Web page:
The 29-year-old right-hander was a 19-game winner in 2006 and 2007, starting the Yankees' postseason openers in both years, but he hasn't been the same since severely injuring his right foot while running the bases at Houston on June 15, 2008.
"We're disappointed. We'll obviously consider all offers as a free agent, as all free agents do," said Wang's agent, Alan Nero.
Staying with the Yankees is a possibility.
"We'll take our time to make a good decision," Nero said.
Wang missed the final 3½ months of the 2008 season, then allowed 23 runs in six innings over three starts when he returned this year. He went back on the disabled list, then returned in late May to make three relief appearances and six starts before his season was ended by shoulder pain.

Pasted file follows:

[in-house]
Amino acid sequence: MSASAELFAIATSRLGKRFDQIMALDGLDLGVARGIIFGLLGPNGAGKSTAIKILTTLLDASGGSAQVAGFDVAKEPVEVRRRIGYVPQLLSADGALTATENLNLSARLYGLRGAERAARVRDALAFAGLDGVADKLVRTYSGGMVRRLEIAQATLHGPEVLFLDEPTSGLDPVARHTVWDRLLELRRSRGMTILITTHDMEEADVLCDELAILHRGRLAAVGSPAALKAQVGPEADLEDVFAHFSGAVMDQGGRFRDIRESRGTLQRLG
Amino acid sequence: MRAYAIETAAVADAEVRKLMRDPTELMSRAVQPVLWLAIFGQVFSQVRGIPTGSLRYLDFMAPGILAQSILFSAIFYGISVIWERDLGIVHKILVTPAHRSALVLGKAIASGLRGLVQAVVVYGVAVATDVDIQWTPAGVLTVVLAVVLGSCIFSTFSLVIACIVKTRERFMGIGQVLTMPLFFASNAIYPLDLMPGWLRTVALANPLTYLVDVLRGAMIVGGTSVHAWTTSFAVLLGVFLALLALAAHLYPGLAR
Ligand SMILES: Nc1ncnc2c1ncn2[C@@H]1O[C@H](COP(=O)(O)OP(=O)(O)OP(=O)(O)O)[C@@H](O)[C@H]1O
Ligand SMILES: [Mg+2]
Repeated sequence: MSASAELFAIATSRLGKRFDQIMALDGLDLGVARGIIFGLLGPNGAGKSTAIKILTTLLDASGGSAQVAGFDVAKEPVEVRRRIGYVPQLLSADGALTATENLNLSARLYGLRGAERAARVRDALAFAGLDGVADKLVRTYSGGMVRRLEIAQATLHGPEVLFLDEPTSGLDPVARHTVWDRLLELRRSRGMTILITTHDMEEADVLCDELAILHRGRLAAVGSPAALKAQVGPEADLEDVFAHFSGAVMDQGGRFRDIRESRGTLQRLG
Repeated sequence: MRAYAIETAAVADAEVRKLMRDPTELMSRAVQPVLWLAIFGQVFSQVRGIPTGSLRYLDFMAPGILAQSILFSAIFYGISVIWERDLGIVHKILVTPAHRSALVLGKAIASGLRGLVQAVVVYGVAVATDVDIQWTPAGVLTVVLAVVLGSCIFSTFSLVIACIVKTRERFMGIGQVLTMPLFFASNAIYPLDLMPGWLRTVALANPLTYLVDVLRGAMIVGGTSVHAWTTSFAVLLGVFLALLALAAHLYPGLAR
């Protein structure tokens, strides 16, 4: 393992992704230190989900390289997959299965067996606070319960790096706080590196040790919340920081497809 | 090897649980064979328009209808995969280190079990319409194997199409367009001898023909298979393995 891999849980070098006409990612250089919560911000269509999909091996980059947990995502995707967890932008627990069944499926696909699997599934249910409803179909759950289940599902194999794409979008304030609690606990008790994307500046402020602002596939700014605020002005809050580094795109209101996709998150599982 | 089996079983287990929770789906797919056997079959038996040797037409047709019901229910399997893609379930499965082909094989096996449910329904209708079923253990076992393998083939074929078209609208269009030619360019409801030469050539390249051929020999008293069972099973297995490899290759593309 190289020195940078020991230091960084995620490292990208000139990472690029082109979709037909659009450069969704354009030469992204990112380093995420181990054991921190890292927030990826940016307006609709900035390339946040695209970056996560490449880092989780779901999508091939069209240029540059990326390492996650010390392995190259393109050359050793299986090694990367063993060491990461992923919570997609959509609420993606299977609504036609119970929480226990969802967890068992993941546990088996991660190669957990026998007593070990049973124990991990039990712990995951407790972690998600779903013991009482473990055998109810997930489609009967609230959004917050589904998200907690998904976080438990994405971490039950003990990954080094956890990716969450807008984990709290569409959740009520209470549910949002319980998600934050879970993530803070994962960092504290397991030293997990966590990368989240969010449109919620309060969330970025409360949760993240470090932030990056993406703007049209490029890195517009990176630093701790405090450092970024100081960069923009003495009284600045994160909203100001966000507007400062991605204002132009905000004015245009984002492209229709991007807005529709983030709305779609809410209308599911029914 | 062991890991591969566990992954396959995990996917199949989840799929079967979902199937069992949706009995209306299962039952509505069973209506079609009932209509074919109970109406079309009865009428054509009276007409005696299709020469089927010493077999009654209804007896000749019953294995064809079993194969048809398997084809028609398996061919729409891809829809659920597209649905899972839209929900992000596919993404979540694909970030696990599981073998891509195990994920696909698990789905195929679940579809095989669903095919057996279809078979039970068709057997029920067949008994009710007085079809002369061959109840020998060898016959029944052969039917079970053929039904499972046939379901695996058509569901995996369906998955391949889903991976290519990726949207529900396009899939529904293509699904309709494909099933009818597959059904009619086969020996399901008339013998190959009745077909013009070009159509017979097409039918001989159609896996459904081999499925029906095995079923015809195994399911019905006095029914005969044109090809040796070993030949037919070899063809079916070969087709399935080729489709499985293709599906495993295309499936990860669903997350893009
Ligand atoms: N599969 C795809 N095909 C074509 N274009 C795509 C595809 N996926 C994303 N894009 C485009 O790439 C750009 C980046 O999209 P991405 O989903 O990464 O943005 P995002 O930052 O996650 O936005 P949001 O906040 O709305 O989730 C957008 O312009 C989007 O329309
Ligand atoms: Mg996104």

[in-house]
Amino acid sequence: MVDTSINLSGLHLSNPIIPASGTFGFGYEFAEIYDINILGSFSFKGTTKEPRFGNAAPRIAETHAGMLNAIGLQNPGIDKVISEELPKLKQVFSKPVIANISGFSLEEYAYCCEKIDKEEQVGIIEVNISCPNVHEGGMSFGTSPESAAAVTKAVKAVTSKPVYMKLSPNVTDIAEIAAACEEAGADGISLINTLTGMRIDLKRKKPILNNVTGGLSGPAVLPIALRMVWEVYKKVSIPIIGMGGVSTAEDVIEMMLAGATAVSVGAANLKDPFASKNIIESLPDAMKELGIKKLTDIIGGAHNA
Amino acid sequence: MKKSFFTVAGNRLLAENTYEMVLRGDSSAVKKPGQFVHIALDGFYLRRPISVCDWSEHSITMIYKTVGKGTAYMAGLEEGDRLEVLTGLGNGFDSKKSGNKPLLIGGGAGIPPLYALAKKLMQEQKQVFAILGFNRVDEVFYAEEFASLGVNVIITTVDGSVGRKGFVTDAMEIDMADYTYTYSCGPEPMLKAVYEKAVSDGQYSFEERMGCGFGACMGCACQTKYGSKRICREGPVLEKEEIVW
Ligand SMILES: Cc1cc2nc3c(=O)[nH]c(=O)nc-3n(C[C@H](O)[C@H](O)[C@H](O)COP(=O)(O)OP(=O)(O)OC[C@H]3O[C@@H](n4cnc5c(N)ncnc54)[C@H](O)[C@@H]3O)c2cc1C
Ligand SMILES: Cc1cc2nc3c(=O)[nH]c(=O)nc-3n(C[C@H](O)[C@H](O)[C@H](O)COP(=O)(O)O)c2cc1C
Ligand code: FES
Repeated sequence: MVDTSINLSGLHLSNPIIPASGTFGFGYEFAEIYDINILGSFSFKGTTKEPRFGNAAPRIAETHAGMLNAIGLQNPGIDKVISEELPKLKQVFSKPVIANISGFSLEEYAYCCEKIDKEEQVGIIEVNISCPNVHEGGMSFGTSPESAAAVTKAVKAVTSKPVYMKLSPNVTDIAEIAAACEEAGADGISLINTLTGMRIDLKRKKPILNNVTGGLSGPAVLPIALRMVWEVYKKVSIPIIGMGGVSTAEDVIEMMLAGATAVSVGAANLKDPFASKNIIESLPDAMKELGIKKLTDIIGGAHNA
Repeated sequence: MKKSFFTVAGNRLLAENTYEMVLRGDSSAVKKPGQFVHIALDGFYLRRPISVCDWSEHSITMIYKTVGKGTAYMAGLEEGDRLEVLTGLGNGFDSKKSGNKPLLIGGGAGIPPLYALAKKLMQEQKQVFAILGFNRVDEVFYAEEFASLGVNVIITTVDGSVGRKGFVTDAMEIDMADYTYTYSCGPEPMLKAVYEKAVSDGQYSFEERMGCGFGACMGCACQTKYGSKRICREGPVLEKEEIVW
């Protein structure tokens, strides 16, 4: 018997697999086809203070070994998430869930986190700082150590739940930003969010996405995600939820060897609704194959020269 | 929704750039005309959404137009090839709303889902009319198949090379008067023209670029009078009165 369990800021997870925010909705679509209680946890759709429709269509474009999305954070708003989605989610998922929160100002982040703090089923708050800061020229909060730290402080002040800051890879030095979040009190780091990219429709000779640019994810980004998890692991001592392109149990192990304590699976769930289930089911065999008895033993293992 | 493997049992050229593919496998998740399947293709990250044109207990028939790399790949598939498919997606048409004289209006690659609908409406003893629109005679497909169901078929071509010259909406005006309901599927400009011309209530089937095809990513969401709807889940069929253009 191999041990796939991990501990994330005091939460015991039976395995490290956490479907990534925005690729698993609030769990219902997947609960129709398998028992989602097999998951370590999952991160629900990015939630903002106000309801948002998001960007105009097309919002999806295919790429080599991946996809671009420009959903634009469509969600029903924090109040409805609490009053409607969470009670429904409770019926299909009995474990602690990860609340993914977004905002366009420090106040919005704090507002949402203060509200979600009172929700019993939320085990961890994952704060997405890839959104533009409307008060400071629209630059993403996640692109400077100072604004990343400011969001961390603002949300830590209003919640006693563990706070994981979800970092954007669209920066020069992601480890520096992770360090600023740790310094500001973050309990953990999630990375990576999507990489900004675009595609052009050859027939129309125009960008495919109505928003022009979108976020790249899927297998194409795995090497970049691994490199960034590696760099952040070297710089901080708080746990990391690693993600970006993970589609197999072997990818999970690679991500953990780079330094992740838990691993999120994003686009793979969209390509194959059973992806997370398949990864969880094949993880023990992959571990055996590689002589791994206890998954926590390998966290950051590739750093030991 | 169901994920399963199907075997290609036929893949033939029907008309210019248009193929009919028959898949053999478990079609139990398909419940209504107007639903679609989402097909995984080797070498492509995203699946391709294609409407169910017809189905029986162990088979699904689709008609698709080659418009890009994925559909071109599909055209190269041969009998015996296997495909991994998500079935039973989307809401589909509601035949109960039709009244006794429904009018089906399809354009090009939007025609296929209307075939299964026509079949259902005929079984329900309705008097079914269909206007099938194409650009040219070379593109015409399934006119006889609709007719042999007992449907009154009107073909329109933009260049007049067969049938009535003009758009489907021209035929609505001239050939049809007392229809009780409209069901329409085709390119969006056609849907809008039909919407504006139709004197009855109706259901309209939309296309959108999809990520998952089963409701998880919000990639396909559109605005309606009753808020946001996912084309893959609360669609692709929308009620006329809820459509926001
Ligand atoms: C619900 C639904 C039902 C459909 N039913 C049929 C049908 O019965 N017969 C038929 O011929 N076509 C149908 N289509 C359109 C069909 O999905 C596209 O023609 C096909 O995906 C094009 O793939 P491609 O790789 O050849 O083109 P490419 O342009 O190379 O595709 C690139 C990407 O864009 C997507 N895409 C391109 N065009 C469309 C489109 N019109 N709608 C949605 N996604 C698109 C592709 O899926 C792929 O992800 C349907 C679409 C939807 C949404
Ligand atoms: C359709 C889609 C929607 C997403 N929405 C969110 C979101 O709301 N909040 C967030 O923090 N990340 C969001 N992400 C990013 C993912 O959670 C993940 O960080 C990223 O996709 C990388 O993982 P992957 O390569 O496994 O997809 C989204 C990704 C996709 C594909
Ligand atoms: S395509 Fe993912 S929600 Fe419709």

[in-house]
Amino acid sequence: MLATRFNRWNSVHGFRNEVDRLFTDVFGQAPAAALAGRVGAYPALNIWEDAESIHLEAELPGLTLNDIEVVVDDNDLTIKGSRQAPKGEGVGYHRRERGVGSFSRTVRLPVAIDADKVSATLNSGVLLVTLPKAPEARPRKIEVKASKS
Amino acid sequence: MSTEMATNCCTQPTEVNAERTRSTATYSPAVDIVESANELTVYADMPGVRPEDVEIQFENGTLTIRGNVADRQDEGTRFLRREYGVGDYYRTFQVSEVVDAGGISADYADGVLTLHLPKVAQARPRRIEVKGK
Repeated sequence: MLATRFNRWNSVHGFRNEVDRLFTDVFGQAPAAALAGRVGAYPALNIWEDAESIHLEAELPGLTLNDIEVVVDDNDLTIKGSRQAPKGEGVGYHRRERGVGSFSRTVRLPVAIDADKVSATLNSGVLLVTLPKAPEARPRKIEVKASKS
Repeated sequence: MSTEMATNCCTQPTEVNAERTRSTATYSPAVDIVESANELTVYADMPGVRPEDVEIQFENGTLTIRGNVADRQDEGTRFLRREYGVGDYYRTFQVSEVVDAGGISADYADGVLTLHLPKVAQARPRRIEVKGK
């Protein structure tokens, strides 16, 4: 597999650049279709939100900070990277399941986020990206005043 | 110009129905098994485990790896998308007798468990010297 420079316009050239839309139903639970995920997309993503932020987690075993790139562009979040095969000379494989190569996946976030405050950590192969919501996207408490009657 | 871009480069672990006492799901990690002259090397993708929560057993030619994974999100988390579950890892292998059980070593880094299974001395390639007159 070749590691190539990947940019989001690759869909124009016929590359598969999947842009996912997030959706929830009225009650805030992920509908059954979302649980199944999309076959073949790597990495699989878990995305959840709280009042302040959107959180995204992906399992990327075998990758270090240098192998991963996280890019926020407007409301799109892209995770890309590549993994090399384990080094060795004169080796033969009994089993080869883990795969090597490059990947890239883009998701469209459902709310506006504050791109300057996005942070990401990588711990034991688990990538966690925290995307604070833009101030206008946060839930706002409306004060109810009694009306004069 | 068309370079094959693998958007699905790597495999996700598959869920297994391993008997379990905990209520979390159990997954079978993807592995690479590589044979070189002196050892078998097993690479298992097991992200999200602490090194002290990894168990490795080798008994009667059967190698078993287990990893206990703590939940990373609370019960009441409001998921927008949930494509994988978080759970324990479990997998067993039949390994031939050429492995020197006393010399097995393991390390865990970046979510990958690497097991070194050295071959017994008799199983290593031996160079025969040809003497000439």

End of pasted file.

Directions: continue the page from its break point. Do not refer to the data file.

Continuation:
Wang wound up 1-6 with a 9.64 ERA and Dr. James Andrews repaired a tear in the right shoulder capsule during arthroscopic surgery on July 29. Wang is not expected to be able to pitch until sometime between April and June.
He made $5 million this year, a million raise over his salary in 2008, when he lost in arbitration.
By allowing him to become free, the Yankees can cut his salary by more than the 20 percent limit set by baseball's labor contract for players on rosters.
"There's no doubt that we had to make a tough decision," general manager Brian Cashman said in a statement. "We are still hopeful that our relationship can continue, but those decisions are yet to be made."